Whenever someone hears the term conflict resolution, they may think it is a term reserved for the professional conflict resolver or negotiator such as the attorney, the mediator, the politician, or the business person negotiating the multi-million dollar deal. However, thinking about conflict resolution in this way is a mistake.

We are in the business of negotiation, persuasion, and conflict resolution on a daily basis, whether with our children, our spouse, friend, co-worker, boss, children’s school teacher,  the store clerk or the berating stranger who subjects us to his wrath, without having the requisite authority to do so for what he perceives to be our reckless driving. Conflict is everywhere. Sometimes, conflict is one on one. At other times, conflict involves many people. The recent tragic death of George Floyd is a great example of multiple forces of conflict at play, at once.

We are involved in conflict whenever our interests are pitted against another. Our response to conflict is what I call conflict resolution behaviors, that is, the manner in which we respond or react when faced with conflict situations. Our responses vary from passivity to aggression. There are a range of responses to the same conflict situation that make the difference between resolving a conflict situation effectively or not. Effective conflict resolution in its essence is getting our needs met while maintaining the balance and well-being of both sides.

Adopting what I call high leverage conflict resolution behaviours is essential to our sense of power, well-being, and success in the world. Beyond that, conflict resolution is now imperative to humanity’s fate as a species. If we don’t understand our own role in conflict and continue to work at destructive cross purposes, we risk the well-being of not just us, but the entire humanity. Effective and skillful conflict resolution now serves a biological purpose.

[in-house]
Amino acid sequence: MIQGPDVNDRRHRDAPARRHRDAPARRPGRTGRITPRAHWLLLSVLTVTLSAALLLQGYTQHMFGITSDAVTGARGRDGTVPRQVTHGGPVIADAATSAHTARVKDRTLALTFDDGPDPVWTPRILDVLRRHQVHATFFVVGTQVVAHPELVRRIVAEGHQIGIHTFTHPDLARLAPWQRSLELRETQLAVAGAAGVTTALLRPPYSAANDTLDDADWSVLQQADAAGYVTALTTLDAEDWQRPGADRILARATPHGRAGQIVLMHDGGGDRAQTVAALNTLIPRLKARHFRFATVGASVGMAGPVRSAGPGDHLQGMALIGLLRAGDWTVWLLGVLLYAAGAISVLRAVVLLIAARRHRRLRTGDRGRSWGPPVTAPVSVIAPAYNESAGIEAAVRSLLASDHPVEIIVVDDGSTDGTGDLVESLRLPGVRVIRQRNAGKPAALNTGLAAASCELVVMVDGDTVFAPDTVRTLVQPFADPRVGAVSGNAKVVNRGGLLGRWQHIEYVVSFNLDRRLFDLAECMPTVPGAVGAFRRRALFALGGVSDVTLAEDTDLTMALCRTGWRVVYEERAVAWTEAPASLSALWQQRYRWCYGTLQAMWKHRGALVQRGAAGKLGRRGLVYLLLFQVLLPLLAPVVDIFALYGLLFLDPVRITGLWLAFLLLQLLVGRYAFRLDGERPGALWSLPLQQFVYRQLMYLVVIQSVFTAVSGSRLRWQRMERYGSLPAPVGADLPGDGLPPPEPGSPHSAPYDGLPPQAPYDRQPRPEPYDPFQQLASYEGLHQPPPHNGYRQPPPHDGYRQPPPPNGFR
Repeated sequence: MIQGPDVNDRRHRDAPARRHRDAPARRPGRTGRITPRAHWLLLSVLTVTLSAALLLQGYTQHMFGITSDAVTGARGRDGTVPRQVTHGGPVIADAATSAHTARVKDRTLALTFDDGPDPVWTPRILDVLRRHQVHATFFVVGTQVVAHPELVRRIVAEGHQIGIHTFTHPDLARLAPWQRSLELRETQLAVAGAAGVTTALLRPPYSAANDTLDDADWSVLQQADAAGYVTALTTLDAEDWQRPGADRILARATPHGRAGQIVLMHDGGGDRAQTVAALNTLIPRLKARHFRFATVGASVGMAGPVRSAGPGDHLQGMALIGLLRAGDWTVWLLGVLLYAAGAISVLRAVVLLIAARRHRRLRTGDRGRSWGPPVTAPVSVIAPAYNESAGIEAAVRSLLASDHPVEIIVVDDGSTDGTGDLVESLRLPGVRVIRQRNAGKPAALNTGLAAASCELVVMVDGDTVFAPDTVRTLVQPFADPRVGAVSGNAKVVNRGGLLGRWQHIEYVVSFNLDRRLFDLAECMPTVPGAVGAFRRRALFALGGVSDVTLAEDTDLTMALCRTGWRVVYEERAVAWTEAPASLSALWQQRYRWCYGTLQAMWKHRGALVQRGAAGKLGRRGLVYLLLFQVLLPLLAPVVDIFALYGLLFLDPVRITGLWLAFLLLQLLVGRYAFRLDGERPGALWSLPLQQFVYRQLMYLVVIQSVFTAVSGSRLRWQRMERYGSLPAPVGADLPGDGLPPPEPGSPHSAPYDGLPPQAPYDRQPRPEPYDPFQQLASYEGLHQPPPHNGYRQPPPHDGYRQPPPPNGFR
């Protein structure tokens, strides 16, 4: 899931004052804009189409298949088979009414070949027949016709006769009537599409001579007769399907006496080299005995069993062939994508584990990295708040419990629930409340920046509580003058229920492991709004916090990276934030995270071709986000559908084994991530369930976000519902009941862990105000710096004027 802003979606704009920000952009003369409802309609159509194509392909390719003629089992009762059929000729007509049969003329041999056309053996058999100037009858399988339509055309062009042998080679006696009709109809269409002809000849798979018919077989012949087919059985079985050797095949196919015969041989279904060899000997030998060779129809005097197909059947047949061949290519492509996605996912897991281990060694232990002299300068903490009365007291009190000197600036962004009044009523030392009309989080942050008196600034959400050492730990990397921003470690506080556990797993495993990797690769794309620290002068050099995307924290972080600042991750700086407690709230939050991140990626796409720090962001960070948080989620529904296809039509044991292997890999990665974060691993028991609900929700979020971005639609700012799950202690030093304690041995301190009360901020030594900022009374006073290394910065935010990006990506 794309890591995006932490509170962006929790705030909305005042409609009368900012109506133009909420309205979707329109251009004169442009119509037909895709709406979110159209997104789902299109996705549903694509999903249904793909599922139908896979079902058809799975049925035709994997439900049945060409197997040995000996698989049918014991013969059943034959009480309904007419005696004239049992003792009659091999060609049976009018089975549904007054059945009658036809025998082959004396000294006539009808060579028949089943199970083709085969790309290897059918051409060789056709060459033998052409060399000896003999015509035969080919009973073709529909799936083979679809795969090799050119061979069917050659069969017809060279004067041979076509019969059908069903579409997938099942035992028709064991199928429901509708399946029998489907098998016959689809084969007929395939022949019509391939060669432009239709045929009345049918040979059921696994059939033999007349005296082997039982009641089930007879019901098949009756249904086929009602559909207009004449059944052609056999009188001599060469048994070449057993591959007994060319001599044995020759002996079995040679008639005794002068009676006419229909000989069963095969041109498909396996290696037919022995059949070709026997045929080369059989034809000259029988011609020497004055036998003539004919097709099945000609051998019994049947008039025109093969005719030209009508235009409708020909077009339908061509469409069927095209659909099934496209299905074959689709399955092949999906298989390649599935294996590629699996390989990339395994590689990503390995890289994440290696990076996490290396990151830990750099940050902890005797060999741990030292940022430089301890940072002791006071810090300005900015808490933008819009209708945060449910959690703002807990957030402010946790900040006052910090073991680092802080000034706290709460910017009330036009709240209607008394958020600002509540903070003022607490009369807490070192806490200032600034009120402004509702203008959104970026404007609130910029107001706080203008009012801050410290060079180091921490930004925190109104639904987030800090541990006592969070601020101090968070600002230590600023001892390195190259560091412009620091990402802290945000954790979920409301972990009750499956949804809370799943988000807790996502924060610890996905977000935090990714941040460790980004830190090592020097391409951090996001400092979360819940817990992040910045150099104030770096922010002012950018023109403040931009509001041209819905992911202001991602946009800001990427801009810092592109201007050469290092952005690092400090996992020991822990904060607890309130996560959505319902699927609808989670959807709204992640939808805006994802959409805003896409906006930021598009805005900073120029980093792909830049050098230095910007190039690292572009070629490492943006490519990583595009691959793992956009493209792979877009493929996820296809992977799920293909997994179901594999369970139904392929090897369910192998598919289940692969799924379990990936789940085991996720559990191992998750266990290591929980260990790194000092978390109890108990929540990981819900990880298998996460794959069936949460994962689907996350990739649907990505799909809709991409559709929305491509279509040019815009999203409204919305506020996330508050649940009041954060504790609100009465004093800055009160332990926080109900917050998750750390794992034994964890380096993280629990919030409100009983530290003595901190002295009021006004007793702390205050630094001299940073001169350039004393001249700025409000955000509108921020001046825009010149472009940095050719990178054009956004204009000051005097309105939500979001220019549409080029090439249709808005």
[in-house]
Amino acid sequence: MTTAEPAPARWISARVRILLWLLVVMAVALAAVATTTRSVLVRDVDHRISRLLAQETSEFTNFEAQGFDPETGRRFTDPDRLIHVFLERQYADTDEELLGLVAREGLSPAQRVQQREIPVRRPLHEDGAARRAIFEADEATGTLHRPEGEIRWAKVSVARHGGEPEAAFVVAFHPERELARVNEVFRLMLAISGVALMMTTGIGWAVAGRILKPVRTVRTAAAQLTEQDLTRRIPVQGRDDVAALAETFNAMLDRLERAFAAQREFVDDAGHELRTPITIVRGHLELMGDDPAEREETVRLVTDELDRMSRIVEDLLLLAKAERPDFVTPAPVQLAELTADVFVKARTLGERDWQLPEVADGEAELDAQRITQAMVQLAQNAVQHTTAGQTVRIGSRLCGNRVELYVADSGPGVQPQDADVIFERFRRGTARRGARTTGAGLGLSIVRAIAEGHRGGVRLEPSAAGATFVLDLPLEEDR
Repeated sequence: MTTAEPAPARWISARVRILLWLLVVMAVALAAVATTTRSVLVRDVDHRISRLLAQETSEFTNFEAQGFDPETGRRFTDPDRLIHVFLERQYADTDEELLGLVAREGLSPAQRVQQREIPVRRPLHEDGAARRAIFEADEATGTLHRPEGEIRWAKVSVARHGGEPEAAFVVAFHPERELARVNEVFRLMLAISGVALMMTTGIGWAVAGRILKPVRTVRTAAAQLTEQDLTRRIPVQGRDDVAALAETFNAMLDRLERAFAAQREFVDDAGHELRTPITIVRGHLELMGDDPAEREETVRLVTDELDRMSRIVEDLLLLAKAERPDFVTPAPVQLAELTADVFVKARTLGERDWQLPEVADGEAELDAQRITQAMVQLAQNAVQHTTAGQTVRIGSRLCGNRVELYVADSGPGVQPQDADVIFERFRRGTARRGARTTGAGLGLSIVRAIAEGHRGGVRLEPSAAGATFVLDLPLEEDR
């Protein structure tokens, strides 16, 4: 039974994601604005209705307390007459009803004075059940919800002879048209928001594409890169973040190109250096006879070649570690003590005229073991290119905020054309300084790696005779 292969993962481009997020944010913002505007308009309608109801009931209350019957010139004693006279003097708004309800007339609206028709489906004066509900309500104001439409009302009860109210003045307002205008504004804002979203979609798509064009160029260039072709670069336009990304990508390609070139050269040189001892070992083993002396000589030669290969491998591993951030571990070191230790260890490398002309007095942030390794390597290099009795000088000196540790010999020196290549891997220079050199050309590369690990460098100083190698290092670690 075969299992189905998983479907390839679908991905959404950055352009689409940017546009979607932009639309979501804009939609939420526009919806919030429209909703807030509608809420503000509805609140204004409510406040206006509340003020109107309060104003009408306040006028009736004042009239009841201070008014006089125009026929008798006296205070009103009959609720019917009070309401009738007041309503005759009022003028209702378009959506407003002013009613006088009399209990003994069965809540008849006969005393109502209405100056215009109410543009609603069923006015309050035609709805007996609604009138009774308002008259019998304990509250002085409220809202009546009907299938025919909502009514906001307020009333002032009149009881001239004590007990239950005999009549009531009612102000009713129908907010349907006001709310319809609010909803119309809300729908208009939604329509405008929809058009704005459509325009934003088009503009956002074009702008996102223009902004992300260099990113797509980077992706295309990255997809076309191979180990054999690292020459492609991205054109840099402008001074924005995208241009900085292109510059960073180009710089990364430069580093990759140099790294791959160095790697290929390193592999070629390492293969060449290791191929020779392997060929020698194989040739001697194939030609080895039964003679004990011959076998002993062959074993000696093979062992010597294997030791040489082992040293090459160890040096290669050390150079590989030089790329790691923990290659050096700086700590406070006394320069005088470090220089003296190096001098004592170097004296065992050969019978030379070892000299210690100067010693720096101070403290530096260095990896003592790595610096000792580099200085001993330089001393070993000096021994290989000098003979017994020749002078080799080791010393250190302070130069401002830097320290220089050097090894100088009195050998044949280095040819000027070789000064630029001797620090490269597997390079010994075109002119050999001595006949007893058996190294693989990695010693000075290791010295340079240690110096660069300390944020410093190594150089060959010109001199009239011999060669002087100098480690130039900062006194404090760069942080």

We are now seeing violent protests, civil unrest, polarized countries, and an uncertain financial future unfold before us. At the same time, we are being asked to face our repressed fear of our inevitable mortality right in the face.  During these stressful times, as we are told to quarantine at home, we do so with our families while taking on the additional responsibility of home schooling our children. As we have less “me” time and more “we” time, in the midst of chaotic times, conflict resolution skills become handier than ever. We need to get along, peacefully co-exist and preserve our well-being as well as the well-being of our family. We cannot risk a lack of well-being because we know that strengthening our immune system is also central to how we respond to the coronavirus.

To succeed in these unprecedented times, you need to develop an awareness of your own conflict resolution style, pay attention to the sub-conversations of power, trust, boundaries and the ego and build skills of emotion, assertion, empathy and persuasion. The first four are “sub-conversations” because while they are present in any conflict dynamic, we don’t directly observe them. The latter four are “skills” because the display of them is directly observable. For instance, we don’t always see the level of power present when two people interact, but the expression of that power is a skill that is observable. Hence, effective conflict resolution starts with awareness. You must observe how you unfold in the world in response to conflict situations. You must become aware of your relationship to conflict and central to that is your relationship to power.